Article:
A new NBC News-Marist poll of NH Republicans shows Romney with a 20-point lead. NBC's Chuck Todd reports.
Just four days until Tuesday’s New Hampshire primary, former Massachusetts Gov. Mitt Romney now enjoys a 20-point advantage over his nearest rival in the Granite State, according to a new NBC News-Marist poll conducted after his photo-finish victory in Iowa.
The survey also shows a double-digit bounce since late November in the state for former Pennsylvania Sen. Rick Santorum – who trailed Romney by a mere eight votes in Iowa – as well as a 15-point decline for former House Speaker Newt Gingrich.
And it finds that New Hampshire voters have begun to make up their minds before the Jan. 10 contest, with six in 10 now strongly supporting their candidate of choice.
According to the poll, Romney gets the backing of 42 percent of likely Republican primary voters in New Hampshire, including those leaning toward a particular candidate.
He’s followed by Texas Rep. Ron Paul at 22 percent, Santorum at 13 percent, Gingrich and former Utah Gov. Jon Huntsman both tied at 9 percent, and Texas Gov. Rick Perry at 1 percent.
More than a month ago – in an NBC-Marist poll conducted Nov. 28-30 – Romney stood at 39 percent, Gingrich at 24 percent, Paul at 16 percent, Huntsman at 9 percent, Perry at 3 percent and Santorum at 2 percent.
What’s more in this newest survey, 60 percent of likely voters say they strongly support their candidate of choice, up from 49 percent in the last poll. Just 11 percent say they might vote differently.
Electability and ideology help Romney
Electability and the state’s ideological makeup are helping Romney in New Hampshire.
Sixty-five percent of likely primary voters believe that the former Massachusetts governor has the best chance of beating President Barack Obama in November. And more than 60 percent of these voters prefer an electable nominee to one who is a true conservative.
Romney still underperforms among conservative voters, Tea Party supporters and evangelical Christians in the state -- but not to the extent he did in Iowa.
'Meet The Press' moderator David Gregory joins Brian Williams.
Indeed, he leads among very conservative voters (getting 30 percent to 27 percent for Santorum), Tea Party supporters (35 percent to Paul’s 25 percent) and evangelical Christians (31 percent to Santorum’s 30 percent).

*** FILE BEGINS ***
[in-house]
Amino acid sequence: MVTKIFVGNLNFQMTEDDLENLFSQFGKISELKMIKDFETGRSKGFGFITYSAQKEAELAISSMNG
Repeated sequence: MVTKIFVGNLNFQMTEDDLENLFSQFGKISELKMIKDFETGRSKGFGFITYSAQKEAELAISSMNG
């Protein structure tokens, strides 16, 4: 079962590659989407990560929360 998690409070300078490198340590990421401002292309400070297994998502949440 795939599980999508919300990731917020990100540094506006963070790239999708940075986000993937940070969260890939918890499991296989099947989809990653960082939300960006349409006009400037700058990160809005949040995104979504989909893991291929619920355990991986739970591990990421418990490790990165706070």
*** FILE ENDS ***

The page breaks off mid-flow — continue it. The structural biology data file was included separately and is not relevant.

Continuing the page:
In addition, there are fewer of these more conservative voters in New Hampshire than there were in Iowa.
“New Hampshire is a very different ballgame than Iowa,” says Lee Miringoff, the director of Marist College’s Institute for Public Opinion, which conducted the survey.
Paul’s low ceiling, debates matter
While Paul sits in second place in the NBC-Marist poll, he has a lower ceiling than Santorum has. Forty-three percent of likely voters find Paul unacceptable, versus 25 percent who say the same about Santorum.
Meanwhile, 44 percent find Gingrich unacceptable, and 54 percent find Perry unacceptable.
Just 16 percent of these voters say that Romney is not acceptable.
The poll also shows that the debates – and two more of them take place this weekend – have mattered to New Hampshire voters.
A combined 45 percent say they have helped decide their vote a “great deal” or a “good amount.” That’s compared with a combined 10 percent who say the same about the results from the Iowa caucuses, and a combined 20 percent who say the same thing about seeing the candidates in person.
Obama remains under water in New Hampshire
Finally, President Obama’s job-approval rating in New Hampshire stands at 40 percent among registered voters, which is identical to where it was in late November.
He carried New Hampshire by nearly 10 percentage points in the 2008 general election.
The NBC-Marist poll was conducted Jan. 4-5, and its margin of error for the 2,260 registered voters surveyed is plus-minus 2.1 percentage points. The margin of error for the 711 likely New Hampshire Republican primary voters is plus-minus 3.7 percentage points.